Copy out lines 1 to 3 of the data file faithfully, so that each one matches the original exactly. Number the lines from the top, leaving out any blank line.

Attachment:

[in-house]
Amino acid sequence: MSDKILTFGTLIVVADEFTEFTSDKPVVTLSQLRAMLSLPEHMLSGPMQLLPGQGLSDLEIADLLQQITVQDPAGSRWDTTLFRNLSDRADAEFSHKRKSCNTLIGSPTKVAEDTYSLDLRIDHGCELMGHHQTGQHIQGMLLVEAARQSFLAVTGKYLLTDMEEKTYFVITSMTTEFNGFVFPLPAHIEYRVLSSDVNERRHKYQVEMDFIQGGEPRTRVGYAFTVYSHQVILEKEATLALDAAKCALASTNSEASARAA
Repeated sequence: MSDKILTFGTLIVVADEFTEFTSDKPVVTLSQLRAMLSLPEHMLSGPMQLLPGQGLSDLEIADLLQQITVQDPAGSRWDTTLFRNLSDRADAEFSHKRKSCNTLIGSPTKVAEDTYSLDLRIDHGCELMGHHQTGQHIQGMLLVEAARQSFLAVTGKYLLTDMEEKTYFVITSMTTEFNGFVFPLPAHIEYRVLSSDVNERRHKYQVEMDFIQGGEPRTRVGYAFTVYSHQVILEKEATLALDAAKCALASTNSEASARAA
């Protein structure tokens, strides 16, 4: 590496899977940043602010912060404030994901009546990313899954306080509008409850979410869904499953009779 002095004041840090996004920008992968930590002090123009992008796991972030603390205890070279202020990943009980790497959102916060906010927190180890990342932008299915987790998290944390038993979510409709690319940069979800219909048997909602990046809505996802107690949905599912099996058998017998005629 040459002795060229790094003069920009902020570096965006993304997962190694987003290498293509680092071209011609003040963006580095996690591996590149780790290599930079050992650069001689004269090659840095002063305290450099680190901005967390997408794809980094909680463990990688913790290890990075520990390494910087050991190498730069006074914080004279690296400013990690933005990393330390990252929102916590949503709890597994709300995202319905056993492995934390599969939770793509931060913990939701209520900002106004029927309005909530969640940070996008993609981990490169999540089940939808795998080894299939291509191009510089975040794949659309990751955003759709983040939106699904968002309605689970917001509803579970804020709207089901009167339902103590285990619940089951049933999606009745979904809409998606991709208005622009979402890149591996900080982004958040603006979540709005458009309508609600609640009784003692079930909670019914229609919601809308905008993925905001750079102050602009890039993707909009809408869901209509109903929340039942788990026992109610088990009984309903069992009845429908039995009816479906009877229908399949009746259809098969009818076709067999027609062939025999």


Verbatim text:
[in-house]
Amino acid sequence: MSDKILTFGTLIVVADEFTEFTSDKPVVTLSQLRAMLSLPEHMLSGPMQLLPGQGLSDLEIADLLQQITVQDPAGSRWDTTLFRNLSDRADAEFSHKRKSCNTLIGSPTKVAEDTYSLDLRIDHGCELMGHHQTGQHIQGMLLVEAARQSFLAVTGKYLLTDMEEKTYFVITSMTTEFNGFVFPLPAHIEYRVLSSDVNERRHKYQVEMDFIQGGEPRTRVGYAFTVYSHQVILEKEATLALDAAKCALASTNSEASARAA
Repeated sequence: MSDKILTFGTLIVVADEFTEFTSDKPVVTLSQLRAMLSLPEHMLSGPMQLLPGQGLSDLEIADLLQQITVQDPAGSRWDTTLFRNLSDRADAEFSHKRKSCNTLIGSPTKVAEDTYSLDLRIDHGCELMGHHQTGQHIQGMLLVEAARQSFLAVTGKYLLTDMEEKTYFVITSMTTEFNGFVFPLPAHIEYRVLSSDVNERRHKYQVEMDFIQGGEPRTRVGYAFTVYSHQVILEKEATLALDAAKCALASTNSEASARAA